What is Music?

Discussion in 'The Rehearsal Room' started by Naomi McFadyen, Sep 17, 2004.

  1. Naomi McFadyen

    Naomi McFadyen New Member

    Come on then... BIG debate time now...

    Reading various threads on concerts/contests... moving parts 'round the band... people being disapointed in CD recordings, which lead to maybe thinking they could do better... moving people round for one reason or another within the band..... n all that... I've found it unbelievable how some people treat these musical events, etc, differently....

    Surely whether doing a concert or contest, you should treat them in the same respect... Making Music... making a musical performance...
    Music is an Art! There's magic in composing it and playing it... not just blowing the blobs on the page...

    So, what in your opinion is Music?!
    How do you treat it?
    Do you, or would you, prioritise a concert over a contest (I'm talking musically here) or verse vica?!
    and if so, why so? Surely both are just as important?

    Why do some people think that the technical side is a separate matter to music(???)... technical, no matter how easy or hard a piece is, IS part of making music... as are dynamics... as is phrasing... as is the sound of the ensemble.... the style... and everything else to do with a piece, all those details the composer/arranger write and spend hours doing so, no matter how easy or hard is it... it's all music!


    Where's the communication between MD and players?
    What is an MD..... he or she is a MUSICAL DIRECTOR...... not just a stick wagger who pays no attention to detail... Everything you see on the page in band rehearsals is music...
    One of the hardest things to do in banding, or playing in whatever ensemble, is playing together as a team, right? I've seen X amount of bands who play as 30 individuals... don't you agree that's part of music making too?


    Now, without being rude to each other (no cat fights in here please.... :p :biggrin: ) I'd like you to put down your thoughts on this topic of what music is in banding (seeing as that's what most of us do and talk about on this Forum)... ellaborate as much as you can...
    This could be an interesting debate in reading how you treat music, whether it be as player, MD, composer, etc....


    I look forward to reading your replys and responses.... :lol:

    ;)
     
  2. jpbray

    jpbray Member

    I will contribute something more phylosophical later (thats if I can spell it), but I think the threads on this forum definitely show the passion for what we do.
     
  3. Cantonian

    Cantonian Active Member

    Not only banding but generally.

    Music is something that gives me pleasure.

    Music is hearing my son/daughter play their first tune on the cornet/horn or piano. Wrong notes, split notes, dodgy intonation all equals proud Dad.

    An unknown piece of music accompanying an advert on TV. The simplicity of Einaudi playing piano on Classic FM.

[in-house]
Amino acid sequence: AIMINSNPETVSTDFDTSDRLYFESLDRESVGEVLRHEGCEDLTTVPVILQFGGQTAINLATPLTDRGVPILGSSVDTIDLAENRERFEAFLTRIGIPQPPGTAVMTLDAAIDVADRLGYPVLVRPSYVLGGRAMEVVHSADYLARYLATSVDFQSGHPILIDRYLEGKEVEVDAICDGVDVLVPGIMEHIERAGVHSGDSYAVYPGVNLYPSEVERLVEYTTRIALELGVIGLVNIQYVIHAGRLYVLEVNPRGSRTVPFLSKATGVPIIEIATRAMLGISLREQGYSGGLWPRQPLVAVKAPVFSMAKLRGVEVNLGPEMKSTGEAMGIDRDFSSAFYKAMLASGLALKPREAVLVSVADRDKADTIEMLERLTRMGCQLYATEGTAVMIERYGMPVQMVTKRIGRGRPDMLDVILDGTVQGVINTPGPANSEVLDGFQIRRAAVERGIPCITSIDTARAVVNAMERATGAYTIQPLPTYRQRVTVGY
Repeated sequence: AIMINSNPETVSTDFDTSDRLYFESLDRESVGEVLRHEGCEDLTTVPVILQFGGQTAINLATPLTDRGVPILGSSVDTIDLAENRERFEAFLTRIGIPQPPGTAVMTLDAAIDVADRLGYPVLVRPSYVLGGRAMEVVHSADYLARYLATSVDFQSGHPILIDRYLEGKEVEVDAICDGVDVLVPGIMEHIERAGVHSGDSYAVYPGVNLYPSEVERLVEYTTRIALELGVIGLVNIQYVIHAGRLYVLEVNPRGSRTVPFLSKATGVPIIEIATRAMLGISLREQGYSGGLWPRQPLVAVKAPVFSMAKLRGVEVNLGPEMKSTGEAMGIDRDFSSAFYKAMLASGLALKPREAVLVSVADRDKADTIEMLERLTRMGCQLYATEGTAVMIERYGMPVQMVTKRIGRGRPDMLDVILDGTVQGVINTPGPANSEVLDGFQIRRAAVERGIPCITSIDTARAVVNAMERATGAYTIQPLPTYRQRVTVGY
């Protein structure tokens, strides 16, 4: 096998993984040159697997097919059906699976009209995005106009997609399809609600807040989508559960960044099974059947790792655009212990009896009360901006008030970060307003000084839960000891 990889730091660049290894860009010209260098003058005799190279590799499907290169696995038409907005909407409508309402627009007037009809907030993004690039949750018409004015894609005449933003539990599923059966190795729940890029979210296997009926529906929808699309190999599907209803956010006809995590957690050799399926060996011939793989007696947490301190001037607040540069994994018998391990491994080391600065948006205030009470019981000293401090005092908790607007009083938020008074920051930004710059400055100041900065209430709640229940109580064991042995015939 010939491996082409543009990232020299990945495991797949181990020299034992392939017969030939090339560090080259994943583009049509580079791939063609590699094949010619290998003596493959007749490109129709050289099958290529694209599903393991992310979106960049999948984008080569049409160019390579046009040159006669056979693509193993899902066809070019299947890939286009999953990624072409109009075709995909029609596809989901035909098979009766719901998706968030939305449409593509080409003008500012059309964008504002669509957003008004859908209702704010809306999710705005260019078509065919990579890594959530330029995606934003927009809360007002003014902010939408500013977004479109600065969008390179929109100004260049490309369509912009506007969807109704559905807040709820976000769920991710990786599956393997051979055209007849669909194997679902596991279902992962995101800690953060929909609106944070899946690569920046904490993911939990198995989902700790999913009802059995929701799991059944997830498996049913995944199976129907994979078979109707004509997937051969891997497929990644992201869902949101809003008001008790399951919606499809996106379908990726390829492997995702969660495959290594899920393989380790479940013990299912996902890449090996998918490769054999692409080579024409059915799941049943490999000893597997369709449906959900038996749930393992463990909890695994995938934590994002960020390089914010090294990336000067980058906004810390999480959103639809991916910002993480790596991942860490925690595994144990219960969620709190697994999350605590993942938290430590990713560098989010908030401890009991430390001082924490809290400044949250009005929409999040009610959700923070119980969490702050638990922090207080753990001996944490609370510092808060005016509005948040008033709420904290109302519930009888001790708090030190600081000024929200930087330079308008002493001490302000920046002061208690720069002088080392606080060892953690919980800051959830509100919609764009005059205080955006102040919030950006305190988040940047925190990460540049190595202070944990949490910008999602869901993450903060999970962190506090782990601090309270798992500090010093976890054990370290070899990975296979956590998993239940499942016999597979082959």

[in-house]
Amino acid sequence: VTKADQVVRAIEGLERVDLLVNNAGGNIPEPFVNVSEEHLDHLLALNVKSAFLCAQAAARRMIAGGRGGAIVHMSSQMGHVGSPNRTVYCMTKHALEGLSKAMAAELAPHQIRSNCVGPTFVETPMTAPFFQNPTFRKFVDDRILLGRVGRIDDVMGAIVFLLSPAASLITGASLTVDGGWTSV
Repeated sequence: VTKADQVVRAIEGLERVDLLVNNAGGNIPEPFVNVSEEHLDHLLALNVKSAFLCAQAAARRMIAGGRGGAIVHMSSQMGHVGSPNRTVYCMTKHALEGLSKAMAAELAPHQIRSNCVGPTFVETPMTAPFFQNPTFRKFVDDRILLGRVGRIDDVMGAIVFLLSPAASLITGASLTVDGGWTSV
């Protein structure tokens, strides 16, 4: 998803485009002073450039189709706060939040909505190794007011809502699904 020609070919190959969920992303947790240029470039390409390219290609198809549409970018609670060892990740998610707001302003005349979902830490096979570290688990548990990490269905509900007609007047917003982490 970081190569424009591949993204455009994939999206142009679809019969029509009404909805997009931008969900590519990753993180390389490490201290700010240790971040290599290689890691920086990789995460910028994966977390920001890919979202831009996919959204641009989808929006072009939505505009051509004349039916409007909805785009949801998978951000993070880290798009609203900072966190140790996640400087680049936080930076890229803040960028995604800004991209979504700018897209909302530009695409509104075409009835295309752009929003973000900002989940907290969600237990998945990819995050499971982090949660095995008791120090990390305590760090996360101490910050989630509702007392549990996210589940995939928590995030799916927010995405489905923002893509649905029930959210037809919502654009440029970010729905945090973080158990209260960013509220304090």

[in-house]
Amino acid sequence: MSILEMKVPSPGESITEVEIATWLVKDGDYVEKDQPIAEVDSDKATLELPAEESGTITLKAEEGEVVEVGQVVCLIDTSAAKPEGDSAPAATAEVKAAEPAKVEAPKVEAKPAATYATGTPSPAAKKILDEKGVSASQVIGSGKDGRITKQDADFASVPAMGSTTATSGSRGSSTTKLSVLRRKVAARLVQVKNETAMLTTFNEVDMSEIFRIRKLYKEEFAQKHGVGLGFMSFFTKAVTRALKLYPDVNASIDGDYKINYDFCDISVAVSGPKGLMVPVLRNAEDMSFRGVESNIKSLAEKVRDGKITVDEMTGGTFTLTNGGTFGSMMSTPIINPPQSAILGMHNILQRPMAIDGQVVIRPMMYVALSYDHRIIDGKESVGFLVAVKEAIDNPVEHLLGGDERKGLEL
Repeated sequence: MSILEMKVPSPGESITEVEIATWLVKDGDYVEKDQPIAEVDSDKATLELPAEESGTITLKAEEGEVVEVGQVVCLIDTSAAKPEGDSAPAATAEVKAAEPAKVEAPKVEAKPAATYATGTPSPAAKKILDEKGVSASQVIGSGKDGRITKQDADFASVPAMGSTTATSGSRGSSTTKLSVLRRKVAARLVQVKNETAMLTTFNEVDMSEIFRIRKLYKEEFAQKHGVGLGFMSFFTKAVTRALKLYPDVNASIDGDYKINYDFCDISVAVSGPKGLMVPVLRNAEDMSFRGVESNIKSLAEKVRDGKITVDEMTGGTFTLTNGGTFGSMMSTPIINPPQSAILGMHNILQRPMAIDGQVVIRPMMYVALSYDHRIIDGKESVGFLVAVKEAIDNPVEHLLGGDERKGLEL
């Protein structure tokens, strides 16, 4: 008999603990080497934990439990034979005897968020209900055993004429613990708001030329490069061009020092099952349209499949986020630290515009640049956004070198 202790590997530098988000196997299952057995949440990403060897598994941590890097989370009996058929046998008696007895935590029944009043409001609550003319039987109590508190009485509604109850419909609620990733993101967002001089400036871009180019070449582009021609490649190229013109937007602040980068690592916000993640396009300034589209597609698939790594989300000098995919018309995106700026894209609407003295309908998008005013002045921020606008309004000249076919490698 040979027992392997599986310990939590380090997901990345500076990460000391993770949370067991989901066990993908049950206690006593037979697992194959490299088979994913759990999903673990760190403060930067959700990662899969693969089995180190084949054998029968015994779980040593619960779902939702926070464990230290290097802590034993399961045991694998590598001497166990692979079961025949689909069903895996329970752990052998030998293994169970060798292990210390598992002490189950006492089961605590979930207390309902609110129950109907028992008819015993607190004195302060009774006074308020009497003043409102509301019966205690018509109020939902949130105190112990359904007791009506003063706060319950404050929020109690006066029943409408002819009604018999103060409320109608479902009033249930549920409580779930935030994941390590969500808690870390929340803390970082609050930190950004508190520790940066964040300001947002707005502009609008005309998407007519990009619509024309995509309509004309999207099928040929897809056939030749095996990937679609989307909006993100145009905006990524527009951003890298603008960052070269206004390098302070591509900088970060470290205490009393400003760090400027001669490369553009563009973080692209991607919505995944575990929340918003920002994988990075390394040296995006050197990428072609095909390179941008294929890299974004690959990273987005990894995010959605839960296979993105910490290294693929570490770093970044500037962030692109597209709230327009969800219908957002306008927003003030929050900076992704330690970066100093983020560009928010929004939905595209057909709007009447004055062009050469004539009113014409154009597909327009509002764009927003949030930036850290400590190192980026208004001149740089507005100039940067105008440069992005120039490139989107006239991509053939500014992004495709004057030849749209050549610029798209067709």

Our band on stage in front of a very famous band and some exceptional professional and amateur musicians giving our all in Laudate Dominum.

    Disappointed by the feeling that famous band did not want to be there, going through the motions in very well played, but forgettable pieces.

    Music is a lightening of spirits when I'm down.
    Music is my eleven year old daughter and her friends with a karaoke machine.

    Music is something that gives me pleasure.
     
  4. drummergurl

    drummergurl Active Member


    can i have that in version of up to 4 letters per word??? my mind is occupied, and cant do big words!
     
  5. Naomi McFadyen

    Naomi McFadyen New Member

    I'll explain to you when I next talk you on MSN or see you Monday... :lol: :rolleyes: ;)
     
  6. mikelyons

    mikelyons Supporting Member

    Just to let you know I'm thinking bout this. It is going to be a biggie:

    Starting from : Music is a pattern of rhythms and pitches...
     
  7. lynchie

    lynchie Active Member

    Similarly I'll be posting a biggy on here in time... just give me some time to iron out most of the ranting, and to try and make it as positive as possible!

    Anyone who wants the rant-filled version should buy me 2 pints with whiskey chasers...
     
  8. Dave Payn

    Dave Payn Active Member

    Music is an art, a form of entertainment, even a form of escapism which can be enjoyed by those who participate in whatever form or by those simply listening and enjoying, all of which should be able to elicit all sorts of moods, images and healthy debate but not at the expense of the music/musicians itself.

    Certainly, if some recent posts (not necessarily threads) are to go by, brass banding is in grave danger of becoming a parody of itself. In some aspects, the love of music and aspects of performance seem almost lost amongst a deluge of competitiveness and almost robotic technical excellence, whereby humble amateurs are discarded and denied their enjoyment of musical participation simply in the pursuit of 'competitive success' and 'kudos'. Brass bands are a vital cog in the wheel of music performance and appreciation by audiences. It can reach out to Joe (and Josephine!) Public because it's performed by and large, by Joe (and Josephine!) Public. The gap between some of bandings participants and their audiences appear to be growing, however, due to the 'success' factor of certain bands that now even brings us a 'league table' of who's the 'best', simply based on subjective judgement of what is supposed to be a form of art, coupled with an overall lack of imagination and 'trotting out the old warhorses' mentality in concerts.